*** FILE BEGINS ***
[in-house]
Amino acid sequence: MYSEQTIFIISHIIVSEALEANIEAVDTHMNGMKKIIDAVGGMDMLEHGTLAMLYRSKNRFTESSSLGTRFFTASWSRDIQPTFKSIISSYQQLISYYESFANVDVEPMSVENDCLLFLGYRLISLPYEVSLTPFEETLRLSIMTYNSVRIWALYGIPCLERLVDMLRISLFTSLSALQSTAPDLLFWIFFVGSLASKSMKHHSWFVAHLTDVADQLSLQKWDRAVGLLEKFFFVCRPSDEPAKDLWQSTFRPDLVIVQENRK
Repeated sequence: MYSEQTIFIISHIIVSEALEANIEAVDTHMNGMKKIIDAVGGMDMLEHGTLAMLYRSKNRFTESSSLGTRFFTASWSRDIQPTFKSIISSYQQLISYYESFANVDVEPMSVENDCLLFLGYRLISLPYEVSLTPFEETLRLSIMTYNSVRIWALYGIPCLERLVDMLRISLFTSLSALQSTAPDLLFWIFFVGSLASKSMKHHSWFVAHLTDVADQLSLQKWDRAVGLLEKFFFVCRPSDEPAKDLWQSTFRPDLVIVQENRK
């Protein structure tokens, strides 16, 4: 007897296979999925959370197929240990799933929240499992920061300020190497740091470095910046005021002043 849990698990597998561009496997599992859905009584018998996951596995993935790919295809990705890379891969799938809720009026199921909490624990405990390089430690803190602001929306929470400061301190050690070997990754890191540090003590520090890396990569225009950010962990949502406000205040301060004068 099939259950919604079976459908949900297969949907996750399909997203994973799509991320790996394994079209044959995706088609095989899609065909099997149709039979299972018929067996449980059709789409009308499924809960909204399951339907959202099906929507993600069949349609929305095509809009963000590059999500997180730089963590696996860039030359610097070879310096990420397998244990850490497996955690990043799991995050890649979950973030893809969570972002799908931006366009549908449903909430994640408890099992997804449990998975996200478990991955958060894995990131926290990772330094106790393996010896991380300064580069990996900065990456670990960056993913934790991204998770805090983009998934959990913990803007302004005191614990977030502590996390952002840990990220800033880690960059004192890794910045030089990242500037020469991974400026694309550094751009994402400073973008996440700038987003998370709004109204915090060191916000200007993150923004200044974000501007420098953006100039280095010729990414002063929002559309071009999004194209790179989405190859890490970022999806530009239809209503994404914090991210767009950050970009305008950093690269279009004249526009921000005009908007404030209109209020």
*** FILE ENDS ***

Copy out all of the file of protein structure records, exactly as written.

[in-house]
Amino acid sequence: MYSEQTIFIISHIIVSEALEANIEAVDTHMNGMKKIIDAVGGMDMLEHGTLAMLYRSKNRFTESSSLGTRFFTASWSRDIQPTFKSIISSYQQLISYYESFANVDVEPMSVENDCLLFLGYRLISLPYEVSLTPFEETLRLSIMTYNSVRIWALYGIPCLERLVDMLRISLFTSLSALQSTAPDLLFWIFFVGSLASKSMKHHSWFVAHLTDVADQLSLQKWDRAVGLLEKFFFVCRPSDEPAKDLWQSTFRPDLVIVQENRK
Repeated sequence: MYSEQTIFIISHIIVSEALEANIEAVDTHMNGMKKIIDAVGGMDMLEHGTLAMLYRSKNRFTESSSLGTRFFTASWSRDIQPTFKSIISSYQQLISYYESFANVDVEPMSVENDCLLFLGYRLISLPYEVSLTPFEETLRLSIMTYNSVRIWALYGIPCLERLVDMLRISLFTSLSALQSTAPDLLFWIFFVGSLASKSMKHHSWFVAHLTDVADQLSLQKWDRAVGLLEKFFFVCRPSDEPAKDLWQSTFRPDLVIVQENRK
């Protein structure tokens, strides 16, 4: 007897296979999925959370197929240990799933929240499992920061300020190497740091470095910046005021002043 849990698990597998561009496997599992859905009584018998996951596995993935790919295809990705890379891969799938809720009026199921909490624990405990390089430690803190602001929306929470400061301190050690070997990754890191540090003590520090890396990569225009950010962990949502406000205040301060004068 099939259950919604079976459908949900297969949907996750399909997203994973799509991320790996394994079209044959995706088609095989899609065909099997149709039979299972018929067996449980059709789409009308499924809960909204399951339907959202099906929507993600069949349609929305095509809009963000590059999500997180730089963590696996860039030359610097070879310096990420397998244990850490497996955690990043799991995050890649979950973030893809969570972002799908931006366009549908449903909430994640408890099992997804449990998975996200478990991955958060894995990131926290990772330094106790393996010896991380300064580069990996900065990456670990960056993913934790991204998770805090983009998934959990913990803007302004005191614990977030502590996390952002840990990220800033880690960059004192890794910045030089990242500037020469991974400026694309550094751009994402400073973008996440700038987003998370709004109204915090060191916000200007993150923004200044974000501007420098953006100039280095010729990414002063929002559309071009999004194209790179989405190859890490970022999806530009239809209503994404914090991210767009950050970009305008950093690269279009004249526009921000005009908007404030209109209020």